Democratic and Republican leaders agreed on a new approach to consider legislation to increase federal health insurance premium subsidies for employees who lose their jobs because of foreign competition and older retirees in failed pension plans.
Senate Finance Committee Chairman Max Baucus, D-Montana, previously proposed, with support from the Obama administration, increasing the Health Coverage Tax Credit as part of a free-trade agreement with South Korea. However, Republican panel members opposed the approach and boycotted a hearing on the issue.
On Aug. 3, Senate Majority Leader Harry Reid, D-Nevada, and Minority Leader Mitch McConnell, R-Kentucky, announced an agreement in which there would be separate votes on legislation to extend the Trade Adjustment Assistance law, which contains the health premium subsidy provisions, and the South Korean trade pact and two other trade pacts with Colombia and Panama.
Previously, House Ways and Means Committee Chairman Dave Camp, R-Michigan, said his panel would consider extending the Trade Adjustment Assistance health premium subsidy provision, so long as it was not included in a free trade agreement.
The Health Coverage Tax Credit was created in 2002 and included as part of the Trade Adjustment Assistance law. Federal lawmakers set the subsidy as a 65 percent federal tax credit. In 2009, an economic stimulus law raised the credit to 80 percent through Dec. 31, 2010, and Congress last year approved a temporary extension through Feb. 13.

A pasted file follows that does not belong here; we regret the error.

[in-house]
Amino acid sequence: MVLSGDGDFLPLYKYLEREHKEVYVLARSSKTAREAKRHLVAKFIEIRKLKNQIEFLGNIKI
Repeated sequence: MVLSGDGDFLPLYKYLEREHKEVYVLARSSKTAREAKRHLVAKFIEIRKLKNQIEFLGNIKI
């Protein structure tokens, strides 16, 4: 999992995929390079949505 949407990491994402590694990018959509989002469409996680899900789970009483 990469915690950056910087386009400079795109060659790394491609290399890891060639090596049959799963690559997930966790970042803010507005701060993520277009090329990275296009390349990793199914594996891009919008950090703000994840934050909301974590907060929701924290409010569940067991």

The administration said it would back raising the tax credit to 72.5 percent and letting the credits expire after Dec. 31, 2013. That is when key provisions of the health care reform law begin, including federal health insurance premium subsidies for the lower-income uninsured. Baucus incorporated the 72.5 percent subsidy as part of a draft free-trade agreement with South Korea that he unveiled in June.
Aside from those who lose their jobs because of foreign competition, the subsidy is available to those at least age 55 whose pension plans have been taken over by the Pension Benefit Guaranty Corp.
The Health Coverage Tax Credit can be used to offset the cost of a variety of health insurance plans, including COBRA continuation coverage and individual plans offered by commercial insurers.
Nearly 60 percent of beneficiaries use the credit to pay COBRA premiums.
Unlike other federal tax credits, the health coverage credit is available regardless of whether an individual pays any federal taxes.
Under a system implemented by the Internal Revenue Service, the beneficiary pays 35 percent of his or her premium to the government. Then the IRS remits the full amount to the health plan or plan administrator.